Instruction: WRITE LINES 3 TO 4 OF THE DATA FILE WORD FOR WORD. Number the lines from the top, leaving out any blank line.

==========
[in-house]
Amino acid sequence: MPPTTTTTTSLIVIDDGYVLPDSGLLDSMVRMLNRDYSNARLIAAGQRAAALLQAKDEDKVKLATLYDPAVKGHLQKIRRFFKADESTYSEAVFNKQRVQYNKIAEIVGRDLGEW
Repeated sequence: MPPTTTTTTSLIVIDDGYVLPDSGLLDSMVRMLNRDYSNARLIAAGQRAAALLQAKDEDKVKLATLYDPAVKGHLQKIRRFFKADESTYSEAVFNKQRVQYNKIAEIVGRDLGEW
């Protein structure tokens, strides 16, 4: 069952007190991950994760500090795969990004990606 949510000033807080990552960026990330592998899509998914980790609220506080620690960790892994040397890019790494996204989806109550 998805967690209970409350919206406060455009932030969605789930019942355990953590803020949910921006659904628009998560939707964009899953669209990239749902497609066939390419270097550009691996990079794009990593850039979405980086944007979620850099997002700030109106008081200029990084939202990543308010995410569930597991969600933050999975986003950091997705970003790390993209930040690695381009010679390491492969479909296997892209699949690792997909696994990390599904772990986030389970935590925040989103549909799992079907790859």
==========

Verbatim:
Repeated sequence: MPPTTTTTTSLIVIDDGYVLPDSGLLDSMVRMLNRDYSNARLIAAGQRAAALLQAKDEDKVKLATLYDPAVKGHLQKIRRFFKADESTYSEAVFNKQRVQYNKIAEIVGRDLGEW
């Protein structure tokens, strides 16, 4: 069952007190991950994760500090795969990004990606 949510000033807080990552960026990330592998899509998914980790609220506080620690960790892994040397890019790494996204989806109550 998805967690209970409350919206406060455009932030969605789930019942355990953590803020949910921006659904628009998560939707964009899953669209990239749902497609066939390419270097550009691996990079794009990593850039979405980086944007979620850099997002700030109106008081200029990084939202990543308010995410569930597991969600933050999975986003950091997705970003790390993209930040690695381009010679390491492969479909296997892209699949690792997909696994990390599904772990986030389970935590925040989103549909799992079907790859």